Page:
Six Female Explorers Who Took Adventure Into Their Own Hands
These women gamed a discriminatory system to set out on world-changing expeditions.
Adventure has traditionally been men’s domain. Although some early female explorers bucked convention and set out on their own, like Marianne North (who called marriage a “terrible experiment” that made women into servants), women were historically largely shut out of exploration.
But some women chose to use male privilege to their advantage, partnering with their husbands—and in one case, a male boss—to lead adventure-filled lives.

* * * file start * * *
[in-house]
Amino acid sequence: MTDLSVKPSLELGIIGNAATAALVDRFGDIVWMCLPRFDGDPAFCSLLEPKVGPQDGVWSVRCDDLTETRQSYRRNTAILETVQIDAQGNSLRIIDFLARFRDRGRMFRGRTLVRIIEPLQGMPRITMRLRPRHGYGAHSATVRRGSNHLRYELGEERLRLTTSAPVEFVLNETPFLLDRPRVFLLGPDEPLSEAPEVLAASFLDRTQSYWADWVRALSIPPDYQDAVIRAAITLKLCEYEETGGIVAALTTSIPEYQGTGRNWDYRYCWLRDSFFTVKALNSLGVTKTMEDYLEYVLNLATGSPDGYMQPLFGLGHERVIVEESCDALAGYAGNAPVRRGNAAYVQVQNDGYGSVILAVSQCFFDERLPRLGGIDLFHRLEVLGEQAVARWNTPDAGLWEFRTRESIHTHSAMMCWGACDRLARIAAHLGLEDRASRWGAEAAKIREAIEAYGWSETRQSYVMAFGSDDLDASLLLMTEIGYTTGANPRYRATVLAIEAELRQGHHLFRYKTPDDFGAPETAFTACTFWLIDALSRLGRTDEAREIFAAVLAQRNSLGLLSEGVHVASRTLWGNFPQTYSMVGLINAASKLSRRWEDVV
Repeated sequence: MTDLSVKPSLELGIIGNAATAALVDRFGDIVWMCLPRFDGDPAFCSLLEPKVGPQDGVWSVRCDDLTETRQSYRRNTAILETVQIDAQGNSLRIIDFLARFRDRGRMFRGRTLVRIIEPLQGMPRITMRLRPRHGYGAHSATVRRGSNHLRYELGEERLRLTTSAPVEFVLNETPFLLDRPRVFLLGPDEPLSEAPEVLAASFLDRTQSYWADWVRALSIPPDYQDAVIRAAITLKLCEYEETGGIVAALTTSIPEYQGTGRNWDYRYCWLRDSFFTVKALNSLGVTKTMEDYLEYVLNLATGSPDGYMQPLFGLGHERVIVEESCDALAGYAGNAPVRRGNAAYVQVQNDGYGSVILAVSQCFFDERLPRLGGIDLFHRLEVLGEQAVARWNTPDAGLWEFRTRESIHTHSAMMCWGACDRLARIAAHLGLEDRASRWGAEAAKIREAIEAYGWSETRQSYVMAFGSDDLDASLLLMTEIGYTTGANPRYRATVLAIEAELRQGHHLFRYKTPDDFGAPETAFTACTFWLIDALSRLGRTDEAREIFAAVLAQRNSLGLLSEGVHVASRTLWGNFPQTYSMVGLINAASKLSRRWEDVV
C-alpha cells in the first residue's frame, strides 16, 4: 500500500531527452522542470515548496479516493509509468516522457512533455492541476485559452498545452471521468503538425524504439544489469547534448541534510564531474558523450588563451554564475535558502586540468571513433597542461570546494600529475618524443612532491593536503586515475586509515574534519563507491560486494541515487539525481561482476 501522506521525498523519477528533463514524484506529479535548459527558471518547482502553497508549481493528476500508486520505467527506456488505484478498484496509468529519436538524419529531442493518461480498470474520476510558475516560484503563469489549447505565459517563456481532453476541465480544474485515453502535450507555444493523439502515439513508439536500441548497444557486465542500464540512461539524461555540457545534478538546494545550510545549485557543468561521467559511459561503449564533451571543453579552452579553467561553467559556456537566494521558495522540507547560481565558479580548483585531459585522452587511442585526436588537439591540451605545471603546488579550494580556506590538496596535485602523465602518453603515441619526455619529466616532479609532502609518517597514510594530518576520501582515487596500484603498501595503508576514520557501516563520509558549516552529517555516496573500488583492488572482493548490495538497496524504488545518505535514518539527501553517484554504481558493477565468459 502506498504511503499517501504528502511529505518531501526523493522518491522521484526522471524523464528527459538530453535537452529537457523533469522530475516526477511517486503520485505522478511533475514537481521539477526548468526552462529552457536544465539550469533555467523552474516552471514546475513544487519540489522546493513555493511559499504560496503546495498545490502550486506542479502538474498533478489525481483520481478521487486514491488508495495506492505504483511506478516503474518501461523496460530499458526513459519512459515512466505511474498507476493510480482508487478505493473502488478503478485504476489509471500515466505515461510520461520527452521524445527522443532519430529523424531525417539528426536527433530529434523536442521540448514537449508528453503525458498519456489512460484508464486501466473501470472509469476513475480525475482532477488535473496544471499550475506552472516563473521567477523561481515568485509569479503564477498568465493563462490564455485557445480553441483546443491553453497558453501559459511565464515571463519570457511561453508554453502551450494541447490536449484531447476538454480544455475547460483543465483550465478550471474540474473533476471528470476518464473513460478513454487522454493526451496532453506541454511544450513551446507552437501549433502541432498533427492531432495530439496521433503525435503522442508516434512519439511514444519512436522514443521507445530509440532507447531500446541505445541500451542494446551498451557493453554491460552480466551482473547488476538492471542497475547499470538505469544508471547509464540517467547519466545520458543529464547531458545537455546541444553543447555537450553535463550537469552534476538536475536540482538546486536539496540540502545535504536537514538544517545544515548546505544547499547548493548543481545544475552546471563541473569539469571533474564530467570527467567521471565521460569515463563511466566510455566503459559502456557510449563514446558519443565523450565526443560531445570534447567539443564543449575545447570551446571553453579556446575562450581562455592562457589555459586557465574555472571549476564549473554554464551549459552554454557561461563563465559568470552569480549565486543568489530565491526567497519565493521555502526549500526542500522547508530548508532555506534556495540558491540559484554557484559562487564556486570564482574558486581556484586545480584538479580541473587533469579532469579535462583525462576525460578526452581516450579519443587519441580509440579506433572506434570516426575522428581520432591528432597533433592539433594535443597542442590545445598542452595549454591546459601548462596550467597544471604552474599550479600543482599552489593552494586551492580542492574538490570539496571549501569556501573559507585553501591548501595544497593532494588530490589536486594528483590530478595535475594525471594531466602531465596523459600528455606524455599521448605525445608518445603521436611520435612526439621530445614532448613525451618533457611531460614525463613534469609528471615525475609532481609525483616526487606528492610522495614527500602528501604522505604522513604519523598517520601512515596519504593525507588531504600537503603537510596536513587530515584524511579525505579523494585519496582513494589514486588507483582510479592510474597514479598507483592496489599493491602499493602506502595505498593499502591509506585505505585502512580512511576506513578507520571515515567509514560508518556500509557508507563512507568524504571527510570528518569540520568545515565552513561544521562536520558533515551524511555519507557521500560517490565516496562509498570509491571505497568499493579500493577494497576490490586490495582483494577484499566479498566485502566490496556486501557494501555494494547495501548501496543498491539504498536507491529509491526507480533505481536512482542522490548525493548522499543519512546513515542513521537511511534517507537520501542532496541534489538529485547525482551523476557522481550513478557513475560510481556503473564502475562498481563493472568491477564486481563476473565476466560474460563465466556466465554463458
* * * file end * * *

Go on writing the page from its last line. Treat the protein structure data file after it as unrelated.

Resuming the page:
These strong, clever women sailed their way around the world, sometimes dressing as men, often continuing their journeys and work even as the men they were traveling with became ill and died.
When Katherine Routledge approached the British Museum and Royal Geographic Society in the 1910s about a voyage to Easter Island, she brought along her